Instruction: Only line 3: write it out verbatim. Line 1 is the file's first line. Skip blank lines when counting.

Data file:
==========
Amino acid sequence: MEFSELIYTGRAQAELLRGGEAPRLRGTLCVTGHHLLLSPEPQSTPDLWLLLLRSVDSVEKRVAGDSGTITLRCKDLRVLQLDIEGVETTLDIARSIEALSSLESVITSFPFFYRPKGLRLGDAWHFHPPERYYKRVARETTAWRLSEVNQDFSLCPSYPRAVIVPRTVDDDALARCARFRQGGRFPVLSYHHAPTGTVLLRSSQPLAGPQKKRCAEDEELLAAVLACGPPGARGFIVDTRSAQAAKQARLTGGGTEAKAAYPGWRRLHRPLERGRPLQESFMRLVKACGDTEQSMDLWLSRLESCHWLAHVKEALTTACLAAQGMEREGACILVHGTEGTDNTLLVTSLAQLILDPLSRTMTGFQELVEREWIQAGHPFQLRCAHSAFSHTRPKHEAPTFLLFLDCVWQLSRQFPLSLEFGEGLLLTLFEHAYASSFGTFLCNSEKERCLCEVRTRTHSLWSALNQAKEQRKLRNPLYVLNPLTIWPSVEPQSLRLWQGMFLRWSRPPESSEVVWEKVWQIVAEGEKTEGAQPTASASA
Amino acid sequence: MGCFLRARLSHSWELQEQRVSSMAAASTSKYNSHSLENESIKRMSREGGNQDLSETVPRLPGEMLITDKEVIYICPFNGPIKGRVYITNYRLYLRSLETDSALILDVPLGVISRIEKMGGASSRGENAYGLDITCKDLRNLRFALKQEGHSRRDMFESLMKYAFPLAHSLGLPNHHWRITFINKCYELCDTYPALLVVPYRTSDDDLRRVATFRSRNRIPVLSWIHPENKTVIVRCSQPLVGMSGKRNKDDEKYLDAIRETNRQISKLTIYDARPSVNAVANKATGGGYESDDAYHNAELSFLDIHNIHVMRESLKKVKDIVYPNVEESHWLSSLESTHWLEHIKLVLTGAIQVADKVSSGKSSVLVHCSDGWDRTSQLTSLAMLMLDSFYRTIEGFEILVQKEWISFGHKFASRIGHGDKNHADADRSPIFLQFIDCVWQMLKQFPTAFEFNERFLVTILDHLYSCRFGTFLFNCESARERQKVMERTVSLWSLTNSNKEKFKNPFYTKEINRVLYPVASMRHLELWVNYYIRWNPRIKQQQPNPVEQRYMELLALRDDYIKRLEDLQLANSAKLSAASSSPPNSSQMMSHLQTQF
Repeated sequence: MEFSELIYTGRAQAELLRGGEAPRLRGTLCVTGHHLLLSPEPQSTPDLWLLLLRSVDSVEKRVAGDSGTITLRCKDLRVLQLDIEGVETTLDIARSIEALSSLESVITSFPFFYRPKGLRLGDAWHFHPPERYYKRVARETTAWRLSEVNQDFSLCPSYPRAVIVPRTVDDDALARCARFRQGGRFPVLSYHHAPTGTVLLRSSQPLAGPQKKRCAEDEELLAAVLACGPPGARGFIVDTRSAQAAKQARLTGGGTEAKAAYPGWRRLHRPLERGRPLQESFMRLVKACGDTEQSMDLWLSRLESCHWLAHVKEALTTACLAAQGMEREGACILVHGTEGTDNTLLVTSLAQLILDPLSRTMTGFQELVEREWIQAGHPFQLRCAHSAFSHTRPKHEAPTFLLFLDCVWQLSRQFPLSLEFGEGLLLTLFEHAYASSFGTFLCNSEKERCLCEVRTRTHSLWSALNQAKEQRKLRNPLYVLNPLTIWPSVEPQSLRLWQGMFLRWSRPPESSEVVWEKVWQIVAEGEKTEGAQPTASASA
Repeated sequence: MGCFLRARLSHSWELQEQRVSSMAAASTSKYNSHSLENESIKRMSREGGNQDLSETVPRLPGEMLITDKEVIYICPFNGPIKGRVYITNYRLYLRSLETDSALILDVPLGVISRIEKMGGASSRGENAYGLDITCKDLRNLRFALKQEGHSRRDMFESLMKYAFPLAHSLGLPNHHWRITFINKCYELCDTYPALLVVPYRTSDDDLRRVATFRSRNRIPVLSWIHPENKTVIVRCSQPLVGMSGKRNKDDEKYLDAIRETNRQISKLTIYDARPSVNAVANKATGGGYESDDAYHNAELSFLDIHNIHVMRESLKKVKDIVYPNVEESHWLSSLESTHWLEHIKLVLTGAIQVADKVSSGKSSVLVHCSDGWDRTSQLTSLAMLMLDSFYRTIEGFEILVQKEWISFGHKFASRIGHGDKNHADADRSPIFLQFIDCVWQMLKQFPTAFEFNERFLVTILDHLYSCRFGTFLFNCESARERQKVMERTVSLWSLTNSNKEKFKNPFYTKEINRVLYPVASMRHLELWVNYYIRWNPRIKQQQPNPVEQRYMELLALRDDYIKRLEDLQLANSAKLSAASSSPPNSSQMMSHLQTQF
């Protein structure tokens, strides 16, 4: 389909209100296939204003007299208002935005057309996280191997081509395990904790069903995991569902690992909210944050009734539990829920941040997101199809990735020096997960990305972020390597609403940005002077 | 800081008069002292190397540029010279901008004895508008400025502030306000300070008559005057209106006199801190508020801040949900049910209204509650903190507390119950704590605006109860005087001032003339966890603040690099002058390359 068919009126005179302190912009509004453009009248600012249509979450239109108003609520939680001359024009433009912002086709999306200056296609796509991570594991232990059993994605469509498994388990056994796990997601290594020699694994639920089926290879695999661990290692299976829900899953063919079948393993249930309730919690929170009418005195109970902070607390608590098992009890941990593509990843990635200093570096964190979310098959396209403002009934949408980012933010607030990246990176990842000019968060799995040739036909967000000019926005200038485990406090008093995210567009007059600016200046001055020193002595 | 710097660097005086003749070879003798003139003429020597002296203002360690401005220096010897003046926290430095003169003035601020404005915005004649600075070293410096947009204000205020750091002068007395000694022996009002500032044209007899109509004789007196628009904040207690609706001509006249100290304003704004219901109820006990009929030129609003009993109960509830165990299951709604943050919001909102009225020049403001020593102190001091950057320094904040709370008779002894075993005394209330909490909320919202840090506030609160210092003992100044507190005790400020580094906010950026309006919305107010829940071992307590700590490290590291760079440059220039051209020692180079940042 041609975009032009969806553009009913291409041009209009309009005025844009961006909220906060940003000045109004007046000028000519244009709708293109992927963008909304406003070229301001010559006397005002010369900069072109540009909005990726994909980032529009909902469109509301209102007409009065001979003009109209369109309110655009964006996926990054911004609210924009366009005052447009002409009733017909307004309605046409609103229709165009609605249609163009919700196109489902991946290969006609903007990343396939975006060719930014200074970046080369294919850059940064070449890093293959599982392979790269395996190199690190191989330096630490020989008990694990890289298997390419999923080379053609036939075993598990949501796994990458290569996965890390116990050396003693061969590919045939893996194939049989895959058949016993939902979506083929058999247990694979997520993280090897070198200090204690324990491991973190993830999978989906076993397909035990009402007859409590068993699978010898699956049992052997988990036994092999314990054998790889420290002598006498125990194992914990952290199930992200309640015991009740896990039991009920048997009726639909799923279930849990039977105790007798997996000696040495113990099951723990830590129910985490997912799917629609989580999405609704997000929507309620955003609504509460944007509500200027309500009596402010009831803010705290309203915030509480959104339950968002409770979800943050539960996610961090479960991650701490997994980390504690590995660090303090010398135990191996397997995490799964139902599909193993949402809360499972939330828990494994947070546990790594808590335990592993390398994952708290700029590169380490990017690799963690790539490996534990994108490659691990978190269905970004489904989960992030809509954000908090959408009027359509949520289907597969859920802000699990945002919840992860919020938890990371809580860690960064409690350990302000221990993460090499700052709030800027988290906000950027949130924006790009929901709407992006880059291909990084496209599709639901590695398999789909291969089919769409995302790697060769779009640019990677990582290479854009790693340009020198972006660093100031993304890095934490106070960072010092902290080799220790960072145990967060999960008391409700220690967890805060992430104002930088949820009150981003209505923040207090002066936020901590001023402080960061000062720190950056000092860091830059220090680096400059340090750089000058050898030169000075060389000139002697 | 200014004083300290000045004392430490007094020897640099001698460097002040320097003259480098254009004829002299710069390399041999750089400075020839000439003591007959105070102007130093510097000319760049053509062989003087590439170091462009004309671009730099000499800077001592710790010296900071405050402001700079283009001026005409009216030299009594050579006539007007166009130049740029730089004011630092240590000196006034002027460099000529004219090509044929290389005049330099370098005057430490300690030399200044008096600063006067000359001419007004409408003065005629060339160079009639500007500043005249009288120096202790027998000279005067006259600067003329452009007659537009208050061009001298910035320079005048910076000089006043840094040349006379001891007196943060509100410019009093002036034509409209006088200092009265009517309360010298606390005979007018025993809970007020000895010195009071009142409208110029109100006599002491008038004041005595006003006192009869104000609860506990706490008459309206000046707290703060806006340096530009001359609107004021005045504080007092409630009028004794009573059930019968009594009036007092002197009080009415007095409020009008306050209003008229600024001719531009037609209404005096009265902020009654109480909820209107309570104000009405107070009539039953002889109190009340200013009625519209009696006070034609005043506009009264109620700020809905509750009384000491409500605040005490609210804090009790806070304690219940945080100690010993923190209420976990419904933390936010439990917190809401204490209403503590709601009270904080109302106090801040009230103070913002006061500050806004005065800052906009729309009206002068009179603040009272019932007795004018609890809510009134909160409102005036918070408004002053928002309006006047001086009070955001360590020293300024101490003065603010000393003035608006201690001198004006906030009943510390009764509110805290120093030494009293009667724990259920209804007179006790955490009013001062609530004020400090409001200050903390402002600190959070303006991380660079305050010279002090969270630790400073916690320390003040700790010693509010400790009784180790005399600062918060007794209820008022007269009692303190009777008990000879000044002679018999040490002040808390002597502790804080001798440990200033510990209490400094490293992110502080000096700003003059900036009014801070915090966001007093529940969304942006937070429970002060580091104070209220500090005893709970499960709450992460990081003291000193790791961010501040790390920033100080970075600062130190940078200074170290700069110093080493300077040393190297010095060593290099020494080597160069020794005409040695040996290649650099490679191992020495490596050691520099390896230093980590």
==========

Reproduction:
Repeated sequence: MEFSELIYTGRAQAELLRGGEAPRLRGTLCVTGHHLLLSPEPQSTPDLWLLLLRSVDSVEKRVAGDSGTITLRCKDLRVLQLDIEGVETTLDIARSIEALSSLESVITSFPFFYRPKGLRLGDAWHFHPPERYYKRVARETTAWRLSEVNQDFSLCPSYPRAVIVPRTVDDDALARCARFRQGGRFPVLSYHHAPTGTVLLRSSQPLAGPQKKRCAEDEELLAAVLACGPPGARGFIVDTRSAQAAKQARLTGGGTEAKAAYPGWRRLHRPLERGRPLQESFMRLVKACGDTEQSMDLWLSRLESCHWLAHVKEALTTACLAAQGMEREGACILVHGTEGTDNTLLVTSLAQLILDPLSRTMTGFQELVEREWIQAGHPFQLRCAHSAFSHTRPKHEAPTFLLFLDCVWQLSRQFPLSLEFGEGLLLTLFEHAYASSFGTFLCNSEKERCLCEVRTRTHSLWSALNQAKEQRKLRNPLYVLNPLTIWPSVEPQSLRLWQGMFLRWSRPPESSEVVWEKVWQIVAEGEKTEGAQPTASASA